The implementation of these systems can be achieved by using various technologies, such as electromagnetic fields, optical, or ultrasonically tracking, but all share the main limitation, they should have a fixed external reference, either a base, an array of cameras, or a set of visible markers, so this single system can be carried out in prepared areas. Inertial tracking systems do not require external reference such as those based on movement, are based on the collection of data using accelerometers, gyroscopes, or video cameras, without a fixed reference mandatory, in the majority of cases, the main problem of this system, is based on not obtaining the absolute position, since not part of any pre-set external reference point so it always gets the relative position of the user, aspect that causes cumulative errors in the process of sampling data. The goal to achieve in a 3D tracking system would be based on obtaining a system of 6-DOF able to get absolute positioning and precision of movement and orientation, with a precision and an uncut space very high, a good example of a rough situation would be a mobile phone, since it has all the motion capture sensors and also GPS tracking of latitude, but currently these systems are not so accurate to capture data with a precision of centimeters and therefore would be invalid.

However, there are several systems that are closely adapted to the objectives pursued, the determining factor for them is that systems are auto content, i.e., all-in-one and does not require a fixed prior reference, these systems are as follows:

Nintendo Wii Remote ("Wiimote")
Wiimote device

The Wii Remote device does not offer a technology based on 6-DOF since again, cannot provide absolute position, in contrast, is equipped with a multitude of sensors, which convert a 2D device in a great tool of interaction in 3D environments.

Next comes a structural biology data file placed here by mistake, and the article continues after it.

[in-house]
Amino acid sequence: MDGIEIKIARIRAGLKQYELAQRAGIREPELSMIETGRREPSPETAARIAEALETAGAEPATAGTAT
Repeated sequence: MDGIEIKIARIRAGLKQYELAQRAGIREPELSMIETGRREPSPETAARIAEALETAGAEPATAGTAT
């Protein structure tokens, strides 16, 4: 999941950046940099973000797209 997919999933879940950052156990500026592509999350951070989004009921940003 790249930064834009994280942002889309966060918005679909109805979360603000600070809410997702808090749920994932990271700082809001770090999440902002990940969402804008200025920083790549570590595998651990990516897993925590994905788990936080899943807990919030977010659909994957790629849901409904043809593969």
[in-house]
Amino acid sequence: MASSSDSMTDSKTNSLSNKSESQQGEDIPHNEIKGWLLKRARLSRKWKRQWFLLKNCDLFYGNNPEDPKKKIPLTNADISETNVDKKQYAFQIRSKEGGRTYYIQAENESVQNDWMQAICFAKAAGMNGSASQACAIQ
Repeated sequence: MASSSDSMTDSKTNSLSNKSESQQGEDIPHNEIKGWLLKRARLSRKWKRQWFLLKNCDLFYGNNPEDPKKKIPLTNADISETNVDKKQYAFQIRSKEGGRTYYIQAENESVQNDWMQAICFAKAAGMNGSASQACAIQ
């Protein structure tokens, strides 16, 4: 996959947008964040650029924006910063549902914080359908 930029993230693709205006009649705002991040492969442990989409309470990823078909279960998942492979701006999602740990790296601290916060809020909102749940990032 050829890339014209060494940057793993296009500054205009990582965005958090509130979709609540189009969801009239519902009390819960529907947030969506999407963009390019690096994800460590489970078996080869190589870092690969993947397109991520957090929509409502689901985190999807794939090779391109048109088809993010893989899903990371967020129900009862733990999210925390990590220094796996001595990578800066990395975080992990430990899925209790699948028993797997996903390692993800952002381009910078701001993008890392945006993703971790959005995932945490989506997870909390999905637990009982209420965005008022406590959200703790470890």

This device has gyroscopes to detect rotation of the user, accelerometers ADXL3000, for obtaining speed and movement of the hands, optical sensors for determining orientation and electronic compasses and infra-red devices to capture the position.

This type of device can be affected by external references of infra-red light bulbs or candles, causing errors in the accuracy of the position.

Google Tango Devices
Google's Project Tango tablet, 2014

The Tango Platform is an augmented reality computing platform, developed and authored by the Advanced Technology and Projects (ATAP), a skunkworks division of Google. It uses computer vision and internal sensors (like gyroscopes) to enable mobile devices, such as smartphones and tablets, to detect their position relative to the world around them without using GPS or other external signals. It can therefore be used to provide 6-DOF input which can also be combined with its multi-touch screen.[8] The Google Tango devices can be seen as more integrated solutions than the early prototypes combining spatially-tracked devices with touch-enabled-screens for 3D environments.[9][10][11]

Microsoft Kinect
Kinect Sensor

The Microsoft Kinect device offers us a different motion capture technology for tracking.